Working full-time in Catholic evangelization has taught me some crucial lessons about ministry in the Church (lay apostolate; not the ordained ministry). One such lesson is this: If you start a project, saturate it with prayer. Do not launch it until you have a team of dedicated Intercessors who will offer prayers and sacrifices for your outreach activities daily.
Oftentimes, we lay people think that taking care of our own personal, spiritual well-being is enough. We think: “I’ll go to Confession more frequently. I’ll say more Rosaries and novenas. I’ll read more Scripture. And I’ll pack Holy Water with me everywhere I go.” That’s all important, BUT alas! we have forgotten that spiritual battle is not one-on-one combat. Spiritual combat is a team sport.
Ecclesiastes 4:9-10 warns us,
Two are better than one: They get a good wage for their toil. If the one falls, the other will help the fallen one. But woe to the solitary person! If that one should fall, there is no other to help.
Christ appointed the twelve, and he sent them out two by two. When he appointed the seventy-two, he sent them out two by two. If these people, who knew Jesus firsthand, face-to-face, couldn’t do it alone, then I know I can’t. Let’s be honest: Any Christian with decent self-knowledge knows he cannot face spiritual warfare on his own.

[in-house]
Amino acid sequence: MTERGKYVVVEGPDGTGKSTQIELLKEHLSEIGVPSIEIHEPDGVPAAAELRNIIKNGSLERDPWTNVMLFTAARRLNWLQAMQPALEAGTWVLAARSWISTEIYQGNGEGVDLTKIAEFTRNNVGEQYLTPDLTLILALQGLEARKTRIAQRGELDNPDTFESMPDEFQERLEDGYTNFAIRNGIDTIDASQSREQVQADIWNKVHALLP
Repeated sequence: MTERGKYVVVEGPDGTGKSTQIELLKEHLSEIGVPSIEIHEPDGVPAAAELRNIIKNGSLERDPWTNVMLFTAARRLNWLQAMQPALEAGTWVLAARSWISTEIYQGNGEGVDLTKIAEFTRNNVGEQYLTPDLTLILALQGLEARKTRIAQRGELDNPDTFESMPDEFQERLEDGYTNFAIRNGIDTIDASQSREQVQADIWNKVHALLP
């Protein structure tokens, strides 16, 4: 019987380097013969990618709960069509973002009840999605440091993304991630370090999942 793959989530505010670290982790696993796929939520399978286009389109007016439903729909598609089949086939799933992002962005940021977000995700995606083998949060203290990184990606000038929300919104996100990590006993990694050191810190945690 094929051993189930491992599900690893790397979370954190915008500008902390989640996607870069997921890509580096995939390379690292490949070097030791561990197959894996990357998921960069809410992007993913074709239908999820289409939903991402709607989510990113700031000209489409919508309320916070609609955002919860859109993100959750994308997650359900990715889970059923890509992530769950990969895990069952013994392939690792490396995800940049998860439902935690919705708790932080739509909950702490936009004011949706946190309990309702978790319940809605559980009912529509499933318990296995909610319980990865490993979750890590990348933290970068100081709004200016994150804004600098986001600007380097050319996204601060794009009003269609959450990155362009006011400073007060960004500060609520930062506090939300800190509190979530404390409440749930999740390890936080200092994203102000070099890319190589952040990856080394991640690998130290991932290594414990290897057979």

WHY, then, when launching a new endeavor, do we fail to secure a team of persons who will support us in daily prayer?
I think it’s because 1.) we’re forgetful, and 2.) we’re proud…in a dangerous way. We don’t realize how weak and vulnerable we are alone. We need each other. I’ve learned, however, from involvement in organizing major conferences, apostolates, and outreach efforts, that an intercessory team is absolutely essential in the success of any Christian endeavor. Without them, we walk a spiritual tightrope.
Consider, then, if you’re spearheading a major project, how you might reach out to some potential Intercessors and ask for their daily prayers: religious men and women, priests, the homebound, the retired and elderly, those in hospice or hospital care. These persons offer so many gifts to the Church through their prayers — gifts which oftentimes are overlooked. Dear brothers and sisters in Catholic new media, let’s reach out to these valuable members of our spiritual family! Let’s ask for their precious prayers. May our projects and souls benefit, and may the Body of Christ grow stronger.